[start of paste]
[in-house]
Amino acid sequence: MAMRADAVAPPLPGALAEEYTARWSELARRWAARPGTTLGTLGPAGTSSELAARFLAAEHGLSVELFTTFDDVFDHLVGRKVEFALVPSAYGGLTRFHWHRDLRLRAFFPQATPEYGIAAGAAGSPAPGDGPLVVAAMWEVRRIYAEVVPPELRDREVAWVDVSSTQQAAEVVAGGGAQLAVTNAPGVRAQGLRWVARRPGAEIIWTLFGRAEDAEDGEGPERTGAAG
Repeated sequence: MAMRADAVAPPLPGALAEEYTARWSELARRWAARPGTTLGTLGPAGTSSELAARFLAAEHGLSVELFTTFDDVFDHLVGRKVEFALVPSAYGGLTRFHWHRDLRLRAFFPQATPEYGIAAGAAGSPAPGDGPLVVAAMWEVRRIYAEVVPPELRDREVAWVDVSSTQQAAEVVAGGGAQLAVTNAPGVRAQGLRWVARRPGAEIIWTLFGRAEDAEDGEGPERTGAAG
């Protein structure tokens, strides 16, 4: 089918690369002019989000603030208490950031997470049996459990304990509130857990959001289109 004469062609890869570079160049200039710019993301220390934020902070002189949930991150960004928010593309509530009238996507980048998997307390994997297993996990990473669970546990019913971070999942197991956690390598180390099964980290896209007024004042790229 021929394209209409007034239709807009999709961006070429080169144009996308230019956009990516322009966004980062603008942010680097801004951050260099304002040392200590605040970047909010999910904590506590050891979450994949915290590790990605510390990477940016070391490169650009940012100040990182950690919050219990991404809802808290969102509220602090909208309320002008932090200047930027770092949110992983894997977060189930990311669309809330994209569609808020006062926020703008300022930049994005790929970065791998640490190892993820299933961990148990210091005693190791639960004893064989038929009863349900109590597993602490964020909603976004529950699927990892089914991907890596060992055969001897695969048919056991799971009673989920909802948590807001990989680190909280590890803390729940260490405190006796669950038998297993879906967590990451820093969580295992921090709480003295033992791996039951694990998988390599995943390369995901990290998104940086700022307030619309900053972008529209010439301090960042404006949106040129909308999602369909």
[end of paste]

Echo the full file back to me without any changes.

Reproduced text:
[in-house]
Amino acid sequence: MAMRADAVAPPLPGALAEEYTARWSELARRWAARPGTTLGTLGPAGTSSELAARFLAAEHGLSVELFTTFDDVFDHLVGRKVEFALVPSAYGGLTRFHWHRDLRLRAFFPQATPEYGIAAGAAGSPAPGDGPLVVAAMWEVRRIYAEVVPPELRDREVAWVDVSSTQQAAEVVAGGGAQLAVTNAPGVRAQGLRWVARRPGAEIIWTLFGRAEDAEDGEGPERTGAAG
Repeated sequence: MAMRADAVAPPLPGALAEEYTARWSELARRWAARPGTTLGTLGPAGTSSELAARFLAAEHGLSVELFTTFDDVFDHLVGRKVEFALVPSAYGGLTRFHWHRDLRLRAFFPQATPEYGIAAGAAGSPAPGDGPLVVAAMWEVRRIYAEVVPPELRDREVAWVDVSSTQQAAEVVAGGGAQLAVTNAPGVRAQGLRWVARRPGAEIIWTLFGRAEDAEDGEGPERTGAAG
């Protein structure tokens, strides 16, 4: 089918690369002019989000603030208490950031997470049996459990304990509130857990959001289109 004469062609890869570079160049200039710019993301220390934020902070002189949930991150960004928010593309509530009238996507980048998997307390994997297993996990990473669970546990019913971070999942197991956690390598180390099964980290896209007024004042790229 021929394209209409007034239709807009999709961006070429080169144009996308230019956009990516322009966004980062603008942010680097801004951050260099304002040392200590605040970047909010999910904590506590050891979450994949915290590790990605510390990477940016070391490169650009940012100040990182950690919050219990991404809802808290969102509220602090909208309320002008932090200047930027770092949110992983894997977060189930990311669309809330994209569609808020006062926020703008300022930049994005790929970065791998640490190892993820299933961990148990210091005693190791639960004893064989038929009863349900109590597993602490964020909603976004529950699927990892089914991907890596060992055969001897695969048919056991799971009673989920909802948590807001990989680190909280590890803390729940260490405190006796669950038998297993879906967590990451820093969580295992921090709480003295033992791996039951694990998988390599995943390369995901990290998104940086700022307030619309900053972008529209010439301090960042404006949106040129909308999602369909």